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Contact: Willie Scott, 315-338-7730
Rome, NY – For the past four years, the National Park Service and many other organizations and individuals have been commemorating the 150thAnniversary of the Civil War and the continuing efforts for human rights today. On April 9, 1865, Union Gen. Ulysses S. Grant met Confederate Gen. Robert E. Lee to set the terms of surrender of Lee's Army of Northern Virginia.
In conjunction with a major event at Appomattox Court House National Historical Park, the National Park Service and its partners invite communities across the nation to join in this commemoration. The bells will ring first at Appomattox at 3:00 p.m. on April 9, 2015. The ringing will coincide with the moment the historic meeting between Grant and Lee in the McLean House at Appomattox Court House ended. While Lee's surrender did not end the Civil War, the act is seen by most Americans as the symbolic end of four years of bloodshed.
After the ringing at Appomattox, bells will reverberate across the country. Churches, temples, schools, city halls, public buildings, historic sites, and others are invited to ring bells precisely at 3:15 pm for four minutes (each minute symbolic of a year of war).In Central New York,the Rome Historical Society, First Presbyterian, First United Methodist, Delta United Methodist, St. John The Baptist/Transfiguration Roman Catholic Parish, St. Mary's/ St. Peter's Roman Catholic Parish, St. John Lutheran Church, Zion Episcopal Church, Trinity United Church of Christ, Grace Baptist Church, New Hope Missionary Baptist Church, First Baptist Church, Salvation Army, and the Bartlett Baptist Church, and St. Joseph Roman Catholic of Lee Center will be participating. Participants in nearby communities include: the Hecla Union Congregational &First Presbyterian Churches of the City of Oneida, Mount Olivet Baptist Church of Rochester, and various churches in Ithaca.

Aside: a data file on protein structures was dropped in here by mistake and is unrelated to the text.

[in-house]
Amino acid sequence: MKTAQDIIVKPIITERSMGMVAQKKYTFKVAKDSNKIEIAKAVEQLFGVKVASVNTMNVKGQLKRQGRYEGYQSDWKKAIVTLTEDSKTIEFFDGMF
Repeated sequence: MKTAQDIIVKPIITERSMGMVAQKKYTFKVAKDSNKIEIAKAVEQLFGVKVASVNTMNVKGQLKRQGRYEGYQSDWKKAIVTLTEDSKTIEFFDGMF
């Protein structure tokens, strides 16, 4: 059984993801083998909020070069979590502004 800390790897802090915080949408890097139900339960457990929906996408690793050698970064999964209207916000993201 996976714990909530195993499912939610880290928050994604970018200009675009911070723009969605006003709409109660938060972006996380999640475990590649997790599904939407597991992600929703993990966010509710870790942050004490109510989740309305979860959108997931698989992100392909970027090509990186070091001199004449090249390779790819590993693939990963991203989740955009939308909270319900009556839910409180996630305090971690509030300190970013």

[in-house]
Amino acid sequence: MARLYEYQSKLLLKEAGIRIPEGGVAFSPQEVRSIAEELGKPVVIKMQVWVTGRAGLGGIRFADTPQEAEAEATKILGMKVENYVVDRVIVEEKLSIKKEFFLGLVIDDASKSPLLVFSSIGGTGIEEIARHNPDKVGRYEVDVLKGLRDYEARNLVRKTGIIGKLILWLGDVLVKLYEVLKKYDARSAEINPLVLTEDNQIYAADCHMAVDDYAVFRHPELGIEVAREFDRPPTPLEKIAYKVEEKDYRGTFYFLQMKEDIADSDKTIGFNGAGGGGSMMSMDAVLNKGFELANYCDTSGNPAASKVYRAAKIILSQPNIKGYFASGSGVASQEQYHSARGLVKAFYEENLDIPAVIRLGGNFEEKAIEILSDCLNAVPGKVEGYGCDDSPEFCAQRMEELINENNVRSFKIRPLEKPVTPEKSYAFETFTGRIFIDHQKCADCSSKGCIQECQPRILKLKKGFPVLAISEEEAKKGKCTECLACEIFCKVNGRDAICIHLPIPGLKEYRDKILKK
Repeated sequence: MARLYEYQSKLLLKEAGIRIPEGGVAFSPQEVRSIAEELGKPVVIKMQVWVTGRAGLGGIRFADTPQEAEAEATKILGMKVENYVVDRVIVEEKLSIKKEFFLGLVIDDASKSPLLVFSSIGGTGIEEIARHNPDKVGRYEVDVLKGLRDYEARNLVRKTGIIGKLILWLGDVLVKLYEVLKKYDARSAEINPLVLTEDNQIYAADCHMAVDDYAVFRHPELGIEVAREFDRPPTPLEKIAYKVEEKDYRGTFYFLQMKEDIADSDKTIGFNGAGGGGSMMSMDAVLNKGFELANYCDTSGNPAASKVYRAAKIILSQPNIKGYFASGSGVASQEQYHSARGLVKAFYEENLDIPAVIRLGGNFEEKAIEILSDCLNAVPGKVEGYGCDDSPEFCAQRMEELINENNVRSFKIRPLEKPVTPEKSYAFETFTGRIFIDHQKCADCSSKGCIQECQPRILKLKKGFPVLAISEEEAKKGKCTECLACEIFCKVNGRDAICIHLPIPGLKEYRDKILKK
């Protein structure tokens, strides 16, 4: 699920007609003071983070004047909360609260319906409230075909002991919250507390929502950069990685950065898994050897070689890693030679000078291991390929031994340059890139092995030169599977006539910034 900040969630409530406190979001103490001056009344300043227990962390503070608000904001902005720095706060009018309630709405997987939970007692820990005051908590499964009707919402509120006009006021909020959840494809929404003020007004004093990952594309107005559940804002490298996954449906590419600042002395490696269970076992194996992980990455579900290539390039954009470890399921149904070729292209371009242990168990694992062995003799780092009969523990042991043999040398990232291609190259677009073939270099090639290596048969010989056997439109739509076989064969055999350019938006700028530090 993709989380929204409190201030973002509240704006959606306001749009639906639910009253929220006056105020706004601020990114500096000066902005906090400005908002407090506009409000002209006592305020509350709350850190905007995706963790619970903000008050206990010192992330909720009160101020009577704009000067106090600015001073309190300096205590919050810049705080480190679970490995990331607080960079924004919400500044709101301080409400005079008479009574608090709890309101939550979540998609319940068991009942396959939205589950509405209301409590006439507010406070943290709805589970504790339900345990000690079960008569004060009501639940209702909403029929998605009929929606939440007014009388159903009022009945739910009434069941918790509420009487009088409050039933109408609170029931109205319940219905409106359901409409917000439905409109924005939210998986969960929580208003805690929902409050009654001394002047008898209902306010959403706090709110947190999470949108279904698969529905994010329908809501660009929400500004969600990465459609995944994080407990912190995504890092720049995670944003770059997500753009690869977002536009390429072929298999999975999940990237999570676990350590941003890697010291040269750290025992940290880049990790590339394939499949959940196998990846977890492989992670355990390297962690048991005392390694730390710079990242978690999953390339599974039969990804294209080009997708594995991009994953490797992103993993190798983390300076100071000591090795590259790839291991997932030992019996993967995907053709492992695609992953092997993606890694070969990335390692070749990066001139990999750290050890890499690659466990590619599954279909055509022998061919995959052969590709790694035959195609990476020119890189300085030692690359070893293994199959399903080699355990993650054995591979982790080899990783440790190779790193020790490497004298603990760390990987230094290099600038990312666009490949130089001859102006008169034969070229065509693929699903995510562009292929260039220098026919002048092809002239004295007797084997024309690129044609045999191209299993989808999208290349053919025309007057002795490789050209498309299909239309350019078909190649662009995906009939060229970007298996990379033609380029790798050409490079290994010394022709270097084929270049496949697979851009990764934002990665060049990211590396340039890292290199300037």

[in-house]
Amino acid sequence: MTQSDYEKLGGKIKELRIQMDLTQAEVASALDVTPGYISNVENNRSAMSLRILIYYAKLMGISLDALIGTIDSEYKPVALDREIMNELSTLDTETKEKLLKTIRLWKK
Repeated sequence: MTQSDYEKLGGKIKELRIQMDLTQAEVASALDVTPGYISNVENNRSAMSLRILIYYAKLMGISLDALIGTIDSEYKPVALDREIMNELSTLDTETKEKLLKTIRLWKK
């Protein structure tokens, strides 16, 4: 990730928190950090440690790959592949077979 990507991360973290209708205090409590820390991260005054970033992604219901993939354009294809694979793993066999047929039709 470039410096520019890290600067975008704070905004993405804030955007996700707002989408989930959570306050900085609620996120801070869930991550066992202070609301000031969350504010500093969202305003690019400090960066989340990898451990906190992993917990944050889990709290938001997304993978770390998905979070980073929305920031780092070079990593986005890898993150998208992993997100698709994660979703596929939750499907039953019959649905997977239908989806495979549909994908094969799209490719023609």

The end of the Civil War has different meanings to different people. Participants will ring bells across the nation as a gesture to mark the end of the bloody conflict in which more than 750,000 Americans perished. Some communities may ring their bells in celebration of freedom or a restored Union, others as an expression of mourning and a moment of silence for the fallen. Sites may ring bells to markthe beginning of reconciliation and reconstruction, or as the next step in the continuing struggle for civil rights.Curriculum materials are available for schools interested in participating.
Schools, parks, and communities from all over the country will be participating in this event. Share how you observed it with #BellsAcrosstheLand2015.Stories will be compiled in one place to see how each one helps build our national story.
Share your story and help us write history!
Please join us in the historic commemoration. Let bells ring across the land!
Fort Stanwix National Monument is open from 9:00 a.m. to 5:00 p.m. Admission to the park is free. For more information about upcoming events please call the park at (315) 338-7730. Please visit the park's web page at www.nps.gov/fost, or follow us on Facebook, for additional information about the park and up-to-date news about park events. Fort Stanwix is one of over 400 parks in the National Park System. To learn more about national parks, visit www.nps.gov.
About the National Park Service. More than 20,000 National Park Service employees care for America's 407 national parks and work with communities across the nation to help preserve local history and create close-to-home recreational opportunities. Learn more at www.nps.gov.